Mediterranean diets have been associated with health benefits such as lower risks for cardiovascular disease and cancer, Djuric notes. Recent studies also have suggested that such a diet can increase longevity, but this data is from observational studies of Europeans who followed a traditional Mediterranean dietary pattern. The new research is the first time a method has been devised to achieve the major Mediterranean nutrient intakes using American foods, and American women were able to follow this diet.

Eating patterns in Greece and other Mediterranean countries traditionally have been high in monounsaturated fats, compared with the saturated fats and polyunsaturated fats that are more common in the United States. The Mediterranean diet is also rich in fruits and vegetables.

In this new study, specific suggestions in the exchange list included:

- 8-10 servings (or exchanges) each day of high monounsaturated fatty acid (MUFA), such as olive or hazelnut oil, avocado and macadamia nuts

- Limits on fats that are low in MUFA, such as corn oil, margarine, tahini, pine nuts and sesame seeds

- One or more servings a day of dark green vegetables, such as broccoli, peas and spinach

- At least one exchange per day of garlic, onions and leeks

- One tablespoon or more per day of green herbs, such as basil, cilantro, peppermint and sage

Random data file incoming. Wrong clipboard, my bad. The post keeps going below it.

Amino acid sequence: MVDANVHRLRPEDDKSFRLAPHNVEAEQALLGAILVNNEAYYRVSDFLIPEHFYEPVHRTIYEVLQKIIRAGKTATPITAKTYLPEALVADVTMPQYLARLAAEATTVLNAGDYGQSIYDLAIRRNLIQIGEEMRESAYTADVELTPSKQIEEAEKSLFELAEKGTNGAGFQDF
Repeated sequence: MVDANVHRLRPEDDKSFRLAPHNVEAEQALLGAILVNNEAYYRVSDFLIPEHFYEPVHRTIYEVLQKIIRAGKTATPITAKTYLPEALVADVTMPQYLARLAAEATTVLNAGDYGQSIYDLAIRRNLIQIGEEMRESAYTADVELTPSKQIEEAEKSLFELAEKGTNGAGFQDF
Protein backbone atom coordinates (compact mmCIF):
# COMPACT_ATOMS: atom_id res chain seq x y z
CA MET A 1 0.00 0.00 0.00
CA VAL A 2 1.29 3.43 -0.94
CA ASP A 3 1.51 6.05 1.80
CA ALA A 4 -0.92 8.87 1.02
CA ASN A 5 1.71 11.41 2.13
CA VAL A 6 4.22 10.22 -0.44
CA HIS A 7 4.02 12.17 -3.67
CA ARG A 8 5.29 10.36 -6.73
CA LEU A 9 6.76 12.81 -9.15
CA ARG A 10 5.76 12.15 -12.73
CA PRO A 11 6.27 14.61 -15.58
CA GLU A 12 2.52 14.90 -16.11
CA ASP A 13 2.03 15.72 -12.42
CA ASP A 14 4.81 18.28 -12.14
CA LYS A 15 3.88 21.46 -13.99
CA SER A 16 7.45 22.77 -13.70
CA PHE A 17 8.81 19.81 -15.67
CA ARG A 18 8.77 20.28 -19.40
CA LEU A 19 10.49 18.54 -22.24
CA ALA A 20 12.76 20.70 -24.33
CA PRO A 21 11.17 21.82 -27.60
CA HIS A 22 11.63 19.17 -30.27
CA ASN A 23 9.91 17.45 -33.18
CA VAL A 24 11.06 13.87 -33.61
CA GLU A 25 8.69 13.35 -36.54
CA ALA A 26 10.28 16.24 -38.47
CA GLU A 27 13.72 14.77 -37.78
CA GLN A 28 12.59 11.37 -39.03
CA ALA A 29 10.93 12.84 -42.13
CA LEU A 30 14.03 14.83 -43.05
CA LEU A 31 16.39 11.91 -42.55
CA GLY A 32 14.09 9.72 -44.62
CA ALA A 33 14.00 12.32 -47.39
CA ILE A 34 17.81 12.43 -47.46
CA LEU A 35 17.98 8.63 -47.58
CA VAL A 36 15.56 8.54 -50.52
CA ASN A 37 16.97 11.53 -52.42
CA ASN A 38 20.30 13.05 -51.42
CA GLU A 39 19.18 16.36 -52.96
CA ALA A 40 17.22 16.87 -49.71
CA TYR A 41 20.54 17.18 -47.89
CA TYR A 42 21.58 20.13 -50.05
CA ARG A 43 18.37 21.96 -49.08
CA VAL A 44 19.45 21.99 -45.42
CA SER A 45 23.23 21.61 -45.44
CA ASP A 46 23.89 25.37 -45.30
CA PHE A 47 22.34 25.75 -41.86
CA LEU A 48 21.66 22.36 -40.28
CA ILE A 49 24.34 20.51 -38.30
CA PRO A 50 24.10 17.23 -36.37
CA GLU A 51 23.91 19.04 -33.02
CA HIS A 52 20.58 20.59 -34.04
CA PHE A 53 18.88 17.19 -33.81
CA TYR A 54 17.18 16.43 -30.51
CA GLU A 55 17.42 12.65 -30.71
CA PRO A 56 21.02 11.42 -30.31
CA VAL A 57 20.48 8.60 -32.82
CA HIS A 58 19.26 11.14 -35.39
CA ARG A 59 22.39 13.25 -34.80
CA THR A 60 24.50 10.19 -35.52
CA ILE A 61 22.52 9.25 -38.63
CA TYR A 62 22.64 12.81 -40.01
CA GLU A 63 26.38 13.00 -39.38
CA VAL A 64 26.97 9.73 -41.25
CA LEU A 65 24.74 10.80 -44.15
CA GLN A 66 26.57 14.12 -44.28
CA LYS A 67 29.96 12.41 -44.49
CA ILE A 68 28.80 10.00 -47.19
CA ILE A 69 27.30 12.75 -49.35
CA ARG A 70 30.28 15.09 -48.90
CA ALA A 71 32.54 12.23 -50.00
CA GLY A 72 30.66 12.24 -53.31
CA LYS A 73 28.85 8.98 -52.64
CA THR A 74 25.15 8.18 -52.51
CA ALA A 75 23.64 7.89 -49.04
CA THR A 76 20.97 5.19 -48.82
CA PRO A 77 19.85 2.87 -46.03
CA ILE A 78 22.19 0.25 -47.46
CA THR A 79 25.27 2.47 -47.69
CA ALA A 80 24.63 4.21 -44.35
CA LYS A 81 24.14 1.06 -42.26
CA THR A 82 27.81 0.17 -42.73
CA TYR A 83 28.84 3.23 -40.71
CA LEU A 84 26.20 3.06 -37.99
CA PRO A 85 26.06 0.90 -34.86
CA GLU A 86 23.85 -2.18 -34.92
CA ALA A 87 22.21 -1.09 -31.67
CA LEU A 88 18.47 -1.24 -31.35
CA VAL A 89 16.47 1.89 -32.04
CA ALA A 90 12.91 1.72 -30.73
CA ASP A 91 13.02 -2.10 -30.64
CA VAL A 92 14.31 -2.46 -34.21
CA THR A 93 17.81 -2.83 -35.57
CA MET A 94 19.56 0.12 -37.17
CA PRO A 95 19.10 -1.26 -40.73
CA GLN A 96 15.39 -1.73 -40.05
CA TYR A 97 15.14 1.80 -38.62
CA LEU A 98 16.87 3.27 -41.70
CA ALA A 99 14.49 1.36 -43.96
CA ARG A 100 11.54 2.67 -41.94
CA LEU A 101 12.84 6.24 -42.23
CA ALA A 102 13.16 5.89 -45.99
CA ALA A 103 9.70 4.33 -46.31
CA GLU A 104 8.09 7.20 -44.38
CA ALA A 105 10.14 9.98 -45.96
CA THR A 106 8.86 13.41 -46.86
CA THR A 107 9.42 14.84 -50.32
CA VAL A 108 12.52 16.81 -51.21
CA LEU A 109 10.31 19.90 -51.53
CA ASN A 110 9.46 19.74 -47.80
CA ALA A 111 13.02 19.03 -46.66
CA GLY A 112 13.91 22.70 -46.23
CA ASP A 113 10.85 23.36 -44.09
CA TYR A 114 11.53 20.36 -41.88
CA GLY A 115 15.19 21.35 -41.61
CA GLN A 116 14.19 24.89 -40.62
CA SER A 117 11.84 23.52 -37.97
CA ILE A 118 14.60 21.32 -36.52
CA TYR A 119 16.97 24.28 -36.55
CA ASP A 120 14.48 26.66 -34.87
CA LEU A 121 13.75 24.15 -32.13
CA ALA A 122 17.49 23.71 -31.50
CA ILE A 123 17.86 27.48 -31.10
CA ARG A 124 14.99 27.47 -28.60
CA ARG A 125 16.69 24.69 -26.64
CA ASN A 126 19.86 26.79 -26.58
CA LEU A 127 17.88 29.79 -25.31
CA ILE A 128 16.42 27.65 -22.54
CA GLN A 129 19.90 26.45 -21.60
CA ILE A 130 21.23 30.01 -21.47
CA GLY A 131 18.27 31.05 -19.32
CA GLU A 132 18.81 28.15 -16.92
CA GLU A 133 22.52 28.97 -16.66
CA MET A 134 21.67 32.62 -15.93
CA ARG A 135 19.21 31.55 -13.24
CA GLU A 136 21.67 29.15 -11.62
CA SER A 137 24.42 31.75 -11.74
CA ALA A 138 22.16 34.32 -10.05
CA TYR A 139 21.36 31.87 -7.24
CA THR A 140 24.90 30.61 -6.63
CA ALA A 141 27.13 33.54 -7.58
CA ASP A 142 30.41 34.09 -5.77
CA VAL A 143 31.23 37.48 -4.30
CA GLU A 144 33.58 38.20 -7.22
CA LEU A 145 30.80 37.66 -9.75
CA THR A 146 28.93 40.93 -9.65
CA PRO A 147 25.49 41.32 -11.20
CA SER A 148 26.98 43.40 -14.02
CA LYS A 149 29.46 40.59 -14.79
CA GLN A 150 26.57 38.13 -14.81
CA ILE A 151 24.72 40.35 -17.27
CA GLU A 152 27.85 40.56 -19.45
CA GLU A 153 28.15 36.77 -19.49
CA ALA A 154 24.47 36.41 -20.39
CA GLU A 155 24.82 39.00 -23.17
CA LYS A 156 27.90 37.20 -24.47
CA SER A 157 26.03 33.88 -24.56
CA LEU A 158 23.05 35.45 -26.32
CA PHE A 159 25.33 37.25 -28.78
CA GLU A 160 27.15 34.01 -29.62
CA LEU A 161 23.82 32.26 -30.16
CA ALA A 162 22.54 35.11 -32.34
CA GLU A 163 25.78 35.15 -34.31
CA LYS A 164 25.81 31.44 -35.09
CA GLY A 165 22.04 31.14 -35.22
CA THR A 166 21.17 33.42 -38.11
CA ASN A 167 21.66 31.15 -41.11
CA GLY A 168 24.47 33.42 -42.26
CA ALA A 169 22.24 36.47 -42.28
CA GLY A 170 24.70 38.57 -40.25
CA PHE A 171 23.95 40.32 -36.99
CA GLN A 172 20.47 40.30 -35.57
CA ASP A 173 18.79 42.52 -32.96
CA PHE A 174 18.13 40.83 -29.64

- One or more servings a day of red vegetables, such as tomatoes, tomato sauce and salsa

- One or more servings a day of yellow or orange vegetables, such as carrots, red bell peppers and pumpkin

- One or more servings a day of other vegetables, such as artichokes, cucumber, green beans and sugar snap peas

- One or more servings a day of vitamin C fruits, such as oranges, mangoes and strawberries

- One or more servings a day of other fruits, such as apples, bananas and grapes

Katie Vloet | EurekAlert!
Further information:
http://www.umich.edu

More articles from Studies and Analyses:

nachricht WAKE-UP provides new treatment option for stroke patients | International study led by UKE
17.05.2018 | Universitätsklinikum Hamburg-Eppendorf

nachricht First form of therapy for childhood dementia CLN2 developed
25.04.2018 | Universitätsklinikum Hamburg-Eppendorf

All articles from Studies and Analyses >>>

The most recent press releases about innovation >>>

Die letzten 5 Focus-News des innovations-reports im Überblick:

Im Focus: Powerful IT security for the car of the future – research alliance develops new approaches

The more electronics steer, accelerate and brake cars, the more important it is to protect them against cyber-attacks. That is why 15 partners from industry and academia will work together over the next three years on new approaches to IT security in self-driving cars. The joint project goes by the name Security For Connected, Autonomous Cars (SecForCARs) and has funding of €7.2 million from the German Federal Ministry of Education and Research. Infineon is leading the project.